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HealthInfo Canterbury

Foot ulcers

Kōmaoa waewae

Important

If you have diabetes and think you could have a foot ulcer, contact your general practice team or podiatrist immediately.

Also seek help if you've been diagnosed with a foot ulcer and you have a patch of skin around your ulcer that's red, warm and seems to be getting bigger. These could be signs of an infection (cellulitis). See your general practice team or after-hours healthcare service as soon as possible.

A foot ulcer is a break in your skin. It can be quite shallow and only involve the very top layer of your skin (a superficial ulcer) or involve deeper skin layers (a full thickness ulcer). If the ulcer gets too deep, it may reach the bone, tendons and other parts of your foot.

Foot ulcers can easily get infected.

Causes of foot ulcers

You can get foot ulcers for many reasons, but they're often caused by serious conditions such as diabetes, peripheral vascular disease or rheumatoid arthritis.

Poorly fitting footwear can cause foot ulcers.

Ulcers can also be caused by an injury like stubbing your toe or burning your skin on a hot surface – anything that can result in your skin breaking open.

Foot ulcers can often be hidden under a thick layer of discoloured skin (callus). See your general practice team or podiatrist if you notice a callus on your foot.

Diabetes and foot ulcers

Diabetes can cause muscle and nerve damage in your feet, which can change the shape of your feet. This can cause foot deformities, such as bunions or hammertoes. Your footwear can rub the skin on these deformities, making it break open.

Also, if you have diabetes, you may have little or no feeling in your feet. This loss of sensation, caused by the nerve damage from diabetes, means it may be harder for you to tell when your footwear is rubbing.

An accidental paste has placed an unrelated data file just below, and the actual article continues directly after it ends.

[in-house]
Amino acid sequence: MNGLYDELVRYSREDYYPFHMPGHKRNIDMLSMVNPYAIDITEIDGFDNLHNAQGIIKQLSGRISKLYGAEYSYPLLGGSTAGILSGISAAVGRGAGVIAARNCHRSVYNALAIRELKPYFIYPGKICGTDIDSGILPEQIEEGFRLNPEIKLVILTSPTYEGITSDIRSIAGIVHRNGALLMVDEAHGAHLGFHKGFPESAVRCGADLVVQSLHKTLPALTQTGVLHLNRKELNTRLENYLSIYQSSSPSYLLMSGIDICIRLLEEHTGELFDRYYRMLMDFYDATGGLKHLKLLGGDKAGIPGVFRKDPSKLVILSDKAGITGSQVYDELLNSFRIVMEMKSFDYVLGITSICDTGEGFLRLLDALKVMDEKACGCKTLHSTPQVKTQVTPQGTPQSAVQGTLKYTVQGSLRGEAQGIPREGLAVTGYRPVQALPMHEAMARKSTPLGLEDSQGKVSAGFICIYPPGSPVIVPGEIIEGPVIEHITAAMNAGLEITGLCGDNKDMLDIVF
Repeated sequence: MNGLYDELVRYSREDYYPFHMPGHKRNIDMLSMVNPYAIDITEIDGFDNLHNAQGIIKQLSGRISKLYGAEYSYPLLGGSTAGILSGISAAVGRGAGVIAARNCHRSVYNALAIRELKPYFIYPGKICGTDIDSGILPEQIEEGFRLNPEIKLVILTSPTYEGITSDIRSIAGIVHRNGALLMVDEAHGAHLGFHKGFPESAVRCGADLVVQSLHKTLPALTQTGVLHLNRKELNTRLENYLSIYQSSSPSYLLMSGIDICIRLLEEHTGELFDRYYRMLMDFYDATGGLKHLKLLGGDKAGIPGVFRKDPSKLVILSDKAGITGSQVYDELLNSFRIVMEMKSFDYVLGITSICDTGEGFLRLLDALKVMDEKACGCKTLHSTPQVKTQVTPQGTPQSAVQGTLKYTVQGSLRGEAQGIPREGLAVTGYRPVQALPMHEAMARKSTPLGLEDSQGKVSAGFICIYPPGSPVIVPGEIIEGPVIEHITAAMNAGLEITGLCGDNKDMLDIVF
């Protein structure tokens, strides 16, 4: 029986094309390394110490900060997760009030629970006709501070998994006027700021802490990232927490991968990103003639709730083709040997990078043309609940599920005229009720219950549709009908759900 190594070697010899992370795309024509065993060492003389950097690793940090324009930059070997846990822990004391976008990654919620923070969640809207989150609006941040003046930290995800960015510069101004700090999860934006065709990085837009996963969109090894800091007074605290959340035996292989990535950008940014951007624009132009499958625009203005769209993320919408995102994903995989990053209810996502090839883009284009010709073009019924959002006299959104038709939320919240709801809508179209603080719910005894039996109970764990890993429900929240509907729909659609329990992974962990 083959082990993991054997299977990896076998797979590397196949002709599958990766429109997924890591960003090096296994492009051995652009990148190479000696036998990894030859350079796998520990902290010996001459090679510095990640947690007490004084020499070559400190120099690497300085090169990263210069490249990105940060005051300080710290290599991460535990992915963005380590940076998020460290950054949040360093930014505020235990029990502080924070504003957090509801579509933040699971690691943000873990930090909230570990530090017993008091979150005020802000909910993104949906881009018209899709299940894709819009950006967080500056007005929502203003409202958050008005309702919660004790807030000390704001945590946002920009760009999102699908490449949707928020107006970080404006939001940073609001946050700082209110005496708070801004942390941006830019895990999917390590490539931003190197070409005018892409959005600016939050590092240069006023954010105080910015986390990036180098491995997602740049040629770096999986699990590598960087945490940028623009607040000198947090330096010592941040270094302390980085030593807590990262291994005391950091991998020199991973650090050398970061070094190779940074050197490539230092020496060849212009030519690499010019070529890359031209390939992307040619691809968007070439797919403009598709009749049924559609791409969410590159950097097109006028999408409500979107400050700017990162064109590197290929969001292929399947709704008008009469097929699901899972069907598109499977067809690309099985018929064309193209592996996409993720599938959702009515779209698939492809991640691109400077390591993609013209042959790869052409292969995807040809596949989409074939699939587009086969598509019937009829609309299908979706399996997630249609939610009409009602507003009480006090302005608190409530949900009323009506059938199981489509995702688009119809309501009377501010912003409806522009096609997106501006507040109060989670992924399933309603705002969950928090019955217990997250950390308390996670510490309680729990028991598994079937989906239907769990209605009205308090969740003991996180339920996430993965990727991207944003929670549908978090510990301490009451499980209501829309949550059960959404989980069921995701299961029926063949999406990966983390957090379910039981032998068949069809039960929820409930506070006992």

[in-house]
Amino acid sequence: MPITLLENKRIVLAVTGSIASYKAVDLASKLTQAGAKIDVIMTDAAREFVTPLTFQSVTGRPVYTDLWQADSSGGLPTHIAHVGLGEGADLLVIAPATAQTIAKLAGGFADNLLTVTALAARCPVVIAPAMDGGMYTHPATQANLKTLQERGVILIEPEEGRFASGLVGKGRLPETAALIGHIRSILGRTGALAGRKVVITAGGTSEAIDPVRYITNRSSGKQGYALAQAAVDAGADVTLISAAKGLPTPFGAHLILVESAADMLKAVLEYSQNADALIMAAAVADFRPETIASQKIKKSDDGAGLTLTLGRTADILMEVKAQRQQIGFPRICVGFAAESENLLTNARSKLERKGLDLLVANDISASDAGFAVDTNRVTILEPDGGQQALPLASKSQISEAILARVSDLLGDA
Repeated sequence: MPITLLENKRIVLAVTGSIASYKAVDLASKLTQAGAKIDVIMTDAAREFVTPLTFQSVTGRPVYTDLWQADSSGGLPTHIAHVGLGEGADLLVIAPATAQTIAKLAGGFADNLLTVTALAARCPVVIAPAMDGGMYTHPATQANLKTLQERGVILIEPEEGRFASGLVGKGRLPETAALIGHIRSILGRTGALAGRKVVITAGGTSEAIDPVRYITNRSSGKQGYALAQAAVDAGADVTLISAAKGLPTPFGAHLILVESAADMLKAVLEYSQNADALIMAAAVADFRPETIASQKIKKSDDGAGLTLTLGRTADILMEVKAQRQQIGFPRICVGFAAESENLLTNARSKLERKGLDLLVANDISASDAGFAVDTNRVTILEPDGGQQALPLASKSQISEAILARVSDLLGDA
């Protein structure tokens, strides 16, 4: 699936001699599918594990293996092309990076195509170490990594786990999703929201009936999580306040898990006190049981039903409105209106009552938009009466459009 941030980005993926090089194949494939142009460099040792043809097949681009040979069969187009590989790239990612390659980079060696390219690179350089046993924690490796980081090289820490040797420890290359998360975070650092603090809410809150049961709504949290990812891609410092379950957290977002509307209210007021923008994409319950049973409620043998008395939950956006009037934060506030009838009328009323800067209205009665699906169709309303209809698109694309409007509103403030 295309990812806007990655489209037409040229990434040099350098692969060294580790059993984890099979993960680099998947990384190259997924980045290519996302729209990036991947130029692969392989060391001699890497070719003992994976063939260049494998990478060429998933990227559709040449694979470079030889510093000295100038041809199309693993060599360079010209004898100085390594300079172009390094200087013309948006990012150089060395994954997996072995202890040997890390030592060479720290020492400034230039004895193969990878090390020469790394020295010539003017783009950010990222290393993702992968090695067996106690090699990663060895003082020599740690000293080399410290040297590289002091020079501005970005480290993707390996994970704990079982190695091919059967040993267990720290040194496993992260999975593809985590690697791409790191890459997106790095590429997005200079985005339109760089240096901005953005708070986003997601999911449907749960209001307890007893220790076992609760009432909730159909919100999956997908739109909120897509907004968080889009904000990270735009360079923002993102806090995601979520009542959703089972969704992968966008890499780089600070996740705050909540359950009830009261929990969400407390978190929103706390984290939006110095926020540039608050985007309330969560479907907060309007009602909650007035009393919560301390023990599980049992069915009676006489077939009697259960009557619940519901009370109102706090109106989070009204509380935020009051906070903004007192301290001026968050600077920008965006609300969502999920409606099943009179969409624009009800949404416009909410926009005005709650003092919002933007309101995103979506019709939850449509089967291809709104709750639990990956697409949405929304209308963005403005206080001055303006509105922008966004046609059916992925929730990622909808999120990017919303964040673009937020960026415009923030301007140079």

With diabetes, you may have a reduced blood supply (peripheral vascular disease) going to your feet and the site of the ulcer. This means the wounds will take longer to heal.

Your risk of developing ulcers is even higher if you've previously had a foot ulcer, or if you also have other diabetes complications, such as eye problems or kidney problems.

If you have diabetes, it's very important that you keep your diabetes under as much control as possible while you're being treated. This will affect how well your ulcer heals and reduce the risk of infection. Keeping your diabetes under control includes closely monitoring your blood sugar levels and eating well. You should also practise good foot care. See the advice on keeping your feet healthy in Self-care for your feet.

Treating foot ulcers

Talk to your health professional about assessing your feet and developing a plan for treating them. They may refer you to a specialist to speed up the healing process. This could be a vascular surgeon, orthopaedic surgeon, orthotist, infection expert, diabetes specialist nurse or dietitian.

Your podiatrist or practice nurse will remove any hard, dead or infected skin that's stopping the ulcer from healing. They'll apply dressings and if needed, a temporary pad to help keep pressure off your wound while it heals. They'll give you advice about footwear and ways to keep pressure off your ulcer.

They'll also tell you how to keep the dressings clean and dry and arrange follow-up appointments. They may arrange for a nurse to change your dressings or advise you how to change them yourself.

If there's any infection, you may need a course of antibiotics.

Written by HealthInfo clinical advisers. Last reviewed June 2022.

Sources

Page reference: 306237

Review key: HISKW-128569